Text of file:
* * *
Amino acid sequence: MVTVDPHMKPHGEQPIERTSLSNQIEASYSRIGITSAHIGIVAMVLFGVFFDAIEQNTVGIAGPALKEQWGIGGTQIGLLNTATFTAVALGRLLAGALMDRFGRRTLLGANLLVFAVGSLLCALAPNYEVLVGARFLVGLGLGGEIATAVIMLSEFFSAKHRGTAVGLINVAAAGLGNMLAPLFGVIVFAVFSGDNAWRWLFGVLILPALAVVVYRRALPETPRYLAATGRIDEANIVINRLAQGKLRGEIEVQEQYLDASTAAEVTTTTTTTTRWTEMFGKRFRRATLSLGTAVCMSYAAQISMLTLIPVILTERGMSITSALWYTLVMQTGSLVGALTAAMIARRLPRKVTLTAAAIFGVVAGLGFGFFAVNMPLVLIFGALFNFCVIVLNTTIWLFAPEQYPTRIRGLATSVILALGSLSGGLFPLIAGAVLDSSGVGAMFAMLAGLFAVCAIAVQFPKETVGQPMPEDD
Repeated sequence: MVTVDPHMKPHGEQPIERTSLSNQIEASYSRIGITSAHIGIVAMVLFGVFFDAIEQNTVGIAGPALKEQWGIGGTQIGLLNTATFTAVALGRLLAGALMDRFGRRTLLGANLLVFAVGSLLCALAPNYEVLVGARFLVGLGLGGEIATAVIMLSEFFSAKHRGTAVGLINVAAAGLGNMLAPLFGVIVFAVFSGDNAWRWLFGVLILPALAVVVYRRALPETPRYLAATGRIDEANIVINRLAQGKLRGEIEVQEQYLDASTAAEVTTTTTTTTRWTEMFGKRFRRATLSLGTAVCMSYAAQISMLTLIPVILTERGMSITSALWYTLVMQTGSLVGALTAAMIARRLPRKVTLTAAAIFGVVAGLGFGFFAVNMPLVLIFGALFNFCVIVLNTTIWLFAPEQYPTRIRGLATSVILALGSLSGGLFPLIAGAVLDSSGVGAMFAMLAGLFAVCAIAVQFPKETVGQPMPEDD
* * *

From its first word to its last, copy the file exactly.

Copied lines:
Amino acid sequence: MVTVDPHMKPHGEQPIERTSLSNQIEASYSRIGITSAHIGIVAMVLFGVFFDAIEQNTVGIAGPALKEQWGIGGTQIGLLNTATFTAVALGRLLAGALMDRFGRRTLLGANLLVFAVGSLLCALAPNYEVLVGARFLVGLGLGGEIATAVIMLSEFFSAKHRGTAVGLINVAAAGLGNMLAPLFGVIVFAVFSGDNAWRWLFGVLILPALAVVVYRRALPETPRYLAATGRIDEANIVINRLAQGKLRGEIEVQEQYLDASTAAEVTTTTTTTTRWTEMFGKRFRRATLSLGTAVCMSYAAQISMLTLIPVILTERGMSITSALWYTLVMQTGSLVGALTAAMIARRLPRKVTLTAAAIFGVVAGLGFGFFAVNMPLVLIFGALFNFCVIVLNTTIWLFAPEQYPTRIRGLATSVILALGSLSGGLFPLIAGAVLDSSGVGAMFAMLAGLFAVCAIAVQFPKETVGQPMPEDD
Repeated sequence: MVTVDPHMKPHGEQPIERTSLSNQIEASYSRIGITSAHIGIVAMVLFGVFFDAIEQNTVGIAGPALKEQWGIGGTQIGLLNTATFTAVALGRLLAGALMDRFGRRTLLGANLLVFAVGSLLCALAPNYEVLVGARFLVGLGLGGEIATAVIMLSEFFSAKHRGTAVGLINVAAAGLGNMLAPLFGVIVFAVFSGDNAWRWLFGVLILPALAVVVYRRALPETPRYLAATGRIDEANIVINRLAQGKLRGEIEVQEQYLDASTAAEVTTTTTTTTRWTEMFGKRFRRATLSLGTAVCMSYAAQISMLTLIPVILTERGMSITSALWYTLVMQTGSLVGALTAAMIARRLPRKVTLTAAAIFGVVAGLGFGFFAVNMPLVLIFGALFNFCVIVLNTTIWLFAPEQYPTRIRGLATSVILALGSLSGGLFPLIAGAVLDSSGVGAMFAMLAGLFAVCAIAVQFPKETVGQPMPEDD